While food price volatility has decreased since 2010, price spikes and unpredictable markets remain a significant threat to global food security. The uncertainty that stems from price volatility can cut into farmers’ profits and discourage long-term planning and investment, decreasing agricultural productivity. In turn, smaller harvests and lower food stocks can lead to further price increases and decreased availability of food, particularly for already vulnerable populations. But what is behind price volatility, and what can be done to control it?
Last week, food policy experts from around the globe met to discuss this much-debated issue. Organized by the Center for Development Research (ZEF) and International Food Policy Research Institute (IFPRI) and held at ZEF in Bonn, Germany, the workshop focused on five major issues related to food price volatility:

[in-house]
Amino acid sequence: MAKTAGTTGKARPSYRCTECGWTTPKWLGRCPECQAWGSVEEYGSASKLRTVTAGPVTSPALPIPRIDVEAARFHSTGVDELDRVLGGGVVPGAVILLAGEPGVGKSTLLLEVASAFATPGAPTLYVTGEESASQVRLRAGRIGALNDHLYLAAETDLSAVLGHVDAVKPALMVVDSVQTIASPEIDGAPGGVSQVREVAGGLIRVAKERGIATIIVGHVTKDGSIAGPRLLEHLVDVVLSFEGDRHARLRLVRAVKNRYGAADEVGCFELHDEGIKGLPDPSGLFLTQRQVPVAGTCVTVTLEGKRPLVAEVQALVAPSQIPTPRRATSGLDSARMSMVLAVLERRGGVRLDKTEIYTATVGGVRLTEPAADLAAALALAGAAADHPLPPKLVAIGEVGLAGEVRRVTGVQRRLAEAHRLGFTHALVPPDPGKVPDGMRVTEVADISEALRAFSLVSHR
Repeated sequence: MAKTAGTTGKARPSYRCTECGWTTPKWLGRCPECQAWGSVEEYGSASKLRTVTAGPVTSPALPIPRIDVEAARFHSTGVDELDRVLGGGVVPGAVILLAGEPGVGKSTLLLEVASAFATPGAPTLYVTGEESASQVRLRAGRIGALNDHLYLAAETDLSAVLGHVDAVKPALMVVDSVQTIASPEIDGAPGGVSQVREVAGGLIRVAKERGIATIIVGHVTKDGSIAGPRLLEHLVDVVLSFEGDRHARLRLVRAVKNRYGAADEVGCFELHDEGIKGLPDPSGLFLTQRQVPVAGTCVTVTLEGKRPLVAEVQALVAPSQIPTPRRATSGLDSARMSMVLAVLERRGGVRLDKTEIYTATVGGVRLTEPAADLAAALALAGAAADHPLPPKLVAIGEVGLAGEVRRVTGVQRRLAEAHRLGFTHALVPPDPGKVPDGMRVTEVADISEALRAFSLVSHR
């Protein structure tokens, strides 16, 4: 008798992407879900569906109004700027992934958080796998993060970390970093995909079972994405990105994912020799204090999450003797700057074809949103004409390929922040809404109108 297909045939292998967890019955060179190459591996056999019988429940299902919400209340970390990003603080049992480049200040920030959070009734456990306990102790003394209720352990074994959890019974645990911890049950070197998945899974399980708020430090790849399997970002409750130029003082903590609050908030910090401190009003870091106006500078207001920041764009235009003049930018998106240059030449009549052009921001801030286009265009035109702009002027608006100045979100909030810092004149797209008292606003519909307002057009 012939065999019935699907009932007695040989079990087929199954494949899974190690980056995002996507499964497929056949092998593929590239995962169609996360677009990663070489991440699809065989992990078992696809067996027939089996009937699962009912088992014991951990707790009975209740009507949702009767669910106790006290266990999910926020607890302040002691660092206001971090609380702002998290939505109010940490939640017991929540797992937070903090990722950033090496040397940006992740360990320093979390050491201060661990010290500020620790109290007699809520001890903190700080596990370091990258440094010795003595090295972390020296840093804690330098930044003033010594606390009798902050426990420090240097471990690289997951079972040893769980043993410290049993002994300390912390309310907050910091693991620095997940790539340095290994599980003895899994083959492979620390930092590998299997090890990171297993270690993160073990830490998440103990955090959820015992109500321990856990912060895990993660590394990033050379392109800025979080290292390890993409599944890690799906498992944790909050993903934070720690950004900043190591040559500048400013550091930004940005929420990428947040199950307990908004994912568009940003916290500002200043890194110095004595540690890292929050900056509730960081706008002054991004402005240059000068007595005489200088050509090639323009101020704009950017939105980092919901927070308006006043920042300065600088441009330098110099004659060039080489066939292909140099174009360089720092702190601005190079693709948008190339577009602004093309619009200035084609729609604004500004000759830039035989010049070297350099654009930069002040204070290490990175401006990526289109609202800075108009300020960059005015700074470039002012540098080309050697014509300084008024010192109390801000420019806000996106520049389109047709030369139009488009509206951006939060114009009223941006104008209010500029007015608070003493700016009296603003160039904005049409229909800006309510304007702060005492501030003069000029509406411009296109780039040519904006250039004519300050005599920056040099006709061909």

- Global overview of price volatility, market structure, and food security
- Financialization, speculation, and market linkages
- Storage, trade, and price stabilization
- Market integration of developing countries in global commodity markets
- Impacts of price volatility on poor peoples’ food and nutrition security and on production.
An overarching theme throughout the workshop was the need for better, more accessible information about food prices, agricultural production, and global food stocks. While recent research has resulted in new ways to measure and track price volatility (see the Excessive Food Price Variability Early Warning System based on work by IFPRI researchers Maximo Torero and Carlos Martins-Filho), further work is needed to ensure global policymakers have the right tools and information to reduce the impact of food price volatility on the world's poor. Specifically, workshop participants stressed the need for an appropriate global alert system that would link price volatility to food and nutrition security.
Learn more about the workshop and view expert presentations.